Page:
The Mindful Athlete: Practice for Peak Performance
In our last post The Mindful Athlete, I talked about how mindfulness is quickly becoming a widely used tool for athletes of all ages. Studies show that mindfulness helps athletes quiet their inner dialogue, avoid distractions and remain task-oriented. all of these benefits lead to a clear-headed athlete, focused on dominating the moment.
Today, I want to discuss some of the techniques that you can use so you can take your game to the next level. Because I am here to tell you that “the ceiling” is NOT the roof.
You can still unlock even more potential than what meets the eye. Before I go through a handful of mindfulness techniques and resources, here are a few real life examples of athletes incorporating mindfulness into their training:
- 2016 World Series Champions, Chicago Cubs:
- 2013 Super Bowl Champions, Seattle Seahawks:
- The “Zen Master”, 11-time NBA Champion coach, Phil Jackson:
- Kobe Bryant speaking about “the zone”, which we discussed as the flow state:
- Various players: http://m.huffpost.com/us/entry/3347089
That’s a pretty crazy who’s who list of athletes and organizations right there. I promise I’m not some kooky guy that is making this stuff up. I have coached athletes of all ages and skill levels. I have played with and coached guys that have played D1 in a number of sports and went on to the professional ranks. Mindfulness (and meditation) has real-life application for athletes. Here are a handful of techniques you (or your kids/athletes) can incorporate into your daily routine that will help elevate your mental approach and on-field success.
Mindful Breathing: This is a practice that is pretty self-explanatory. Devoting 10 minutes a day to mindful breathing can go a LONG way. You will put 100% focus on your breathing, from the inhale to exhale. Observe each breath without trying to adjust it. It may help to focus on the feeling of the air entering your nose through your nostrils to the rise and fall of your chest. You can find a quiet place to practice this of you can do it at practice or in the on-deck circle. Your eyes can be open or closed. Just focus on the breath. Follow the air as it makes way to your lungs. Place your tongue at the roof of your mouth and inhale through your nose. When exhaling, allow the air to fully escape the lungs via your mouth. The more that you practice mindful breathing, the easier and more effective it becomes (especially in “high stress” situations). You may find that your mind wanders. This is natural. Be aware and try to guide your attention back to your breathing. This is a great practice to try first thing in the morning or prior to practice/competition.
Body Scans: The body scan is another form of mindful meditation. Begin by finding a peaceful spot where you can lay down. The goal is to be aware of each part of your body and connecting with how each body part feels. Do not try and change the feeling or be discouraged by how it feels. The exercise is to simply feel each body part one by one as your travel through the whole body. The body scan helps train your attention. It can train your “mind to be able to move from detailed attention to a wider and more spacious awareness from one moment to another.” Body scans can last from 3-30 minutes and help you sync your mind muscle connection. Guided audio can really help with this exercise.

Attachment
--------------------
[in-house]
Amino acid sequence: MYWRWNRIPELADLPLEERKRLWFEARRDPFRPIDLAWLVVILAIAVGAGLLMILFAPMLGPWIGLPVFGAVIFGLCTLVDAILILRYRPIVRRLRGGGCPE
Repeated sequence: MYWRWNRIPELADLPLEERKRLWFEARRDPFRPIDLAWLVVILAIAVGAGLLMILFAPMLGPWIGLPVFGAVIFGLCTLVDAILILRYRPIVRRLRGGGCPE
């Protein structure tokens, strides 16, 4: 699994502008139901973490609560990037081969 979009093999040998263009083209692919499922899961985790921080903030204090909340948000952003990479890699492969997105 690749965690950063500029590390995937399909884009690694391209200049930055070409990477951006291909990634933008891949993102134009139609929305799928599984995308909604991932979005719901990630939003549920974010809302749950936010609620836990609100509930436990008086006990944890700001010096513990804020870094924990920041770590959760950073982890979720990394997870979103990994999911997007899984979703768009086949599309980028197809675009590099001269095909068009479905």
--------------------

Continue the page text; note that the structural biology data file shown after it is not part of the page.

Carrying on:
Internal and External Message Tracking: This is a simple exercise that you can do at any time of the day. Take note of your inner dialogue. What are you saying to yourself? Are you doubting your abilities? Are you beating yourself up over something in the past? Or do you have a positive inner conversation? Do NOT judge. Accept it and refocus. Also track how to speak to others. Do you speak with a negative tone? Positive? Are you self-deprecating? Do you speak with energy? Again, do NOT judge. Simply refocus your attention to the present and move forward. The things you say to family and friends can change the way you think. Therefore, take note of your tone and your emotions. Let them go with hour breath. Then find yourself in the present moment again. Positive dialogue promotes positive action.
Mindful Walking: This is a great practice prior to games. This takes meditation on the move and combines it with a body scan. Before walking, stand still and pay attention to your body. Notice your breathing. Feel the weight of your body sway from one leg to the other. Begin walking around slowly, feeling your feet sink into the ground with each step. Feel the weight go from your heel to the balls of your feet. Breathe normally, fully. Focus softly in front of you. As your mind wanders take notice of the feelings/thoughts/emotions and slowly refocus on your body as it comes in contact with the ground. Let your thoughts go. After a few minutes, freeze. Feel the ground under you. Put your tongue to the roof of your mouth. Inhale deeply through your nose. Exhale through your mouth, emptying your lungs.
These are just a handful of mindfulness exercises that you can use at various times of the day, but especially prior to competition. Experts believe that the more you practice mindfulness, the easier it is to call upon these techniques in high pressure game situations. Thankfully, with today’s technology there are plenty of useful resources at the click of a button. Apps and websites are available to help guide your mindful practice. Here are a few:
3 minute body scan: http://www.elishagoldstein.com/videos/3-minute-body-scan/
5 minute body scan: http://www.elishagoldstein.com/videos/5-minute-body-scan/
UCLA Health’s mindfulness center (guides, scans, etc.): http://marc.ucla.edu/mindful-meditations